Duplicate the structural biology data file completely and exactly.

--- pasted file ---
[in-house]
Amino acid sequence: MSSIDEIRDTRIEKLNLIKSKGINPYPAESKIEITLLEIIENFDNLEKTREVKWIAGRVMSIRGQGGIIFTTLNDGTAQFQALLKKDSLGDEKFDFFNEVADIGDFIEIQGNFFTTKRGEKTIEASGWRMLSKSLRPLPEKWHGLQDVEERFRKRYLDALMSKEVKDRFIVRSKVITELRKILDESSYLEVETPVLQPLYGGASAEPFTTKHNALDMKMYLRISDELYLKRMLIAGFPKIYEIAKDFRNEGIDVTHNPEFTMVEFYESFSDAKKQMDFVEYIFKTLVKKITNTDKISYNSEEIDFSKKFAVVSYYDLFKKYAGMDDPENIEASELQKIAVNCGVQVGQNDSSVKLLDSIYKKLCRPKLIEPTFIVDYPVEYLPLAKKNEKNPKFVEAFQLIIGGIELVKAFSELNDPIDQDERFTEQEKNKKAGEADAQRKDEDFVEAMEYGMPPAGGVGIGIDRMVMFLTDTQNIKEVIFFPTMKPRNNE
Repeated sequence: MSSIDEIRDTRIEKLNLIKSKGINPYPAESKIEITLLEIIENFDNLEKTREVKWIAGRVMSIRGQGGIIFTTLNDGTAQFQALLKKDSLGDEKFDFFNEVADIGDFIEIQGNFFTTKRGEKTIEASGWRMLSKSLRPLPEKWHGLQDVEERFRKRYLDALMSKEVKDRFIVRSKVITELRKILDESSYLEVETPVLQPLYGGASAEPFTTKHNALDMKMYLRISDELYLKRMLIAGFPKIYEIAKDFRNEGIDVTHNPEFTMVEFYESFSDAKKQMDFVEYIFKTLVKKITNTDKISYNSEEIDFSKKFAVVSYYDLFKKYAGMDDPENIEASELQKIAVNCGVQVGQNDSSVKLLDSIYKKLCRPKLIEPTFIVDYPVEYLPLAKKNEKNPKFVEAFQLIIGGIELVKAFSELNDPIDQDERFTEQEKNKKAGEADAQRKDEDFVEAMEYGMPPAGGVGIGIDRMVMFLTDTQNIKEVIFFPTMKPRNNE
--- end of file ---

[in-house]
Amino acid sequence: MSSIDEIRDTRIEKLNLIKSKGINPYPAESKIEITLLEIIENFDNLEKTREVKWIAGRVMSIRGQGGIIFTTLNDGTAQFQALLKKDSLGDEKFDFFNEVADIGDFIEIQGNFFTTKRGEKTIEASGWRMLSKSLRPLPEKWHGLQDVEERFRKRYLDALMSKEVKDRFIVRSKVITELRKILDESSYLEVETPVLQPLYGGASAEPFTTKHNALDMKMYLRISDELYLKRMLIAGFPKIYEIAKDFRNEGIDVTHNPEFTMVEFYESFSDAKKQMDFVEYIFKTLVKKITNTDKISYNSEEIDFSKKFAVVSYYDLFKKYAGMDDPENIEASELQKIAVNCGVQVGQNDSSVKLLDSIYKKLCRPKLIEPTFIVDYPVEYLPLAKKNEKNPKFVEAFQLIIGGIELVKAFSELNDPIDQDERFTEQEKNKKAGEADAQRKDEDFVEAMEYGMPPAGGVGIGIDRMVMFLTDTQNIKEVIFFPTMKPRNNE
Repeated sequence: MSSIDEIRDTRIEKLNLIKSKGINPYPAESKIEITLLEIIENFDNLEKTREVKWIAGRVMSIRGQGGIIFTTLNDGTAQFQALLKKDSLGDEKFDFFNEVADIGDFIEIQGNFFTTKRGEKTIEASGWRMLSKSLRPLPEKWHGLQDVEERFRKRYLDALMSKEVKDRFIVRSKVITELRKILDESSYLEVETPVLQPLYGGASAEPFTTKHNALDMKMYLRISDELYLKRMLIAGFPKIYEIAKDFRNEGIDVTHNPEFTMVEFYESFSDAKKQMDFVEYIFKTLVKKITNTDKISYNSEEIDFSKKFAVVSYYDLFKKYAGMDDPENIEASELQKIAVNCGVQVGQNDSSVKLLDSIYKKLCRPKLIEPTFIVDYPVEYLPLAKKNEKNPKFVEAFQLIIGGIELVKAFSELNDPIDQDERFTEQEKNKKAGEADAQRKDEDFVEAMEYGMPPAGGVGIGIDRMVMFLTDTQNIKEVIFFPTMKPRNNE